Behavioral therapy + cognitive therapy = CBT

Behavioral therapy + cognitive therapy = CBT

Simplified CBT can be seen as an integration of two forms of therapy - cognitive therapy and behavioral therapy. Behavioral therapy has been around for a long time but received its breakthrough in the 1950's. It is based on learning therapy, the theory of how people learn from and are influenced by one's surroundings and one's own actions.

In this context learning means both conscious and unconscious learning about everything that happens. This may be anything from driving a car and socializing with other people, to how one reacts emotionally and physically and how one manages, for example, disappointment or worries.

In traditional behavioral therapy (together with a therapist) you will often start with a so-called behavioral analysis of the situations you experience as problematic. There you look at how earlier learning can have contributed to the problems and how you can learn new strategies that work better.

Cognitive therapy grew during the 1970's. The basis of cognitive therapy is that the thoughts you have are to a great extent affecting what you do and how you feel. Easily described cognitive therapy is based on identifying which thought patterns and thought processes you have when you're feeling bad.

In traditional cognitive therapy you then work together with the therapist on changing these thought patterns in order to feel better.

Examples of behavioral-directed methods

Exposure is a very useful behavioral therapeutic method used to work with many different problems, primarily in different types of anxiety issues. It means that you learn in steps to approach situations that you had previously avoided. If exposure is made in mutual agreement with a skilled therapist it will lead to an effective re-learning process. What previously caused worry and fear becomes emotionally neutral and no longer prevents one from doing what one wants to.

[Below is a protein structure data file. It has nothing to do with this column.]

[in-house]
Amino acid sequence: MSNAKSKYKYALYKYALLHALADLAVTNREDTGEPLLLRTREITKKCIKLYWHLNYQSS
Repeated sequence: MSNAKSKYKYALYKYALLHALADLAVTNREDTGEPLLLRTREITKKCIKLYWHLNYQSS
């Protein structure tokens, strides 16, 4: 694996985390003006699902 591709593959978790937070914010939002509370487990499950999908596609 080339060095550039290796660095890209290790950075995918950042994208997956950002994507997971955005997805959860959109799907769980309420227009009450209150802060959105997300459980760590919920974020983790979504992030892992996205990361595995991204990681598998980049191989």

Applied relaxation is a simple relaxation method, which primary strength is that it can be used in many different everyday situations. Applied relaxation can among other things be used to counter stress, pain caused by tension, worry and to increase endurance.

Behavioral activation is mainly used when one is depressed or feeble. It is a way to break a vicious circle of passivity and hopelessness. In practice this means that the activity level is increased slowly and gradually. One effect of this is that one eventually experiences the things that one does as more positive and meaningful.

Examples of cognitive methods

An example of an exercise that you can do in cognitive therapy is to try and remember which thoughts that you had the last time you felt down, and to write these down in a special form. Then, in different ways, try to question the reasonableness of these negative thoughts and see if you can find new, alternative thoughts.

Once you learn to detect the thoughts, you can more clearly formulate to yourself how you're thinking about yourself and your own actions. Then, together with your therapist, you will continue to work towards managing these thoughts in a constructive manner.

As a patient in Internet treatment you will go through these types of exercises in a more independent manner after been guided by the self-help treatment. In order to progress in the treatment, or when problems arise, you can get in touch with your therapist via e-mail.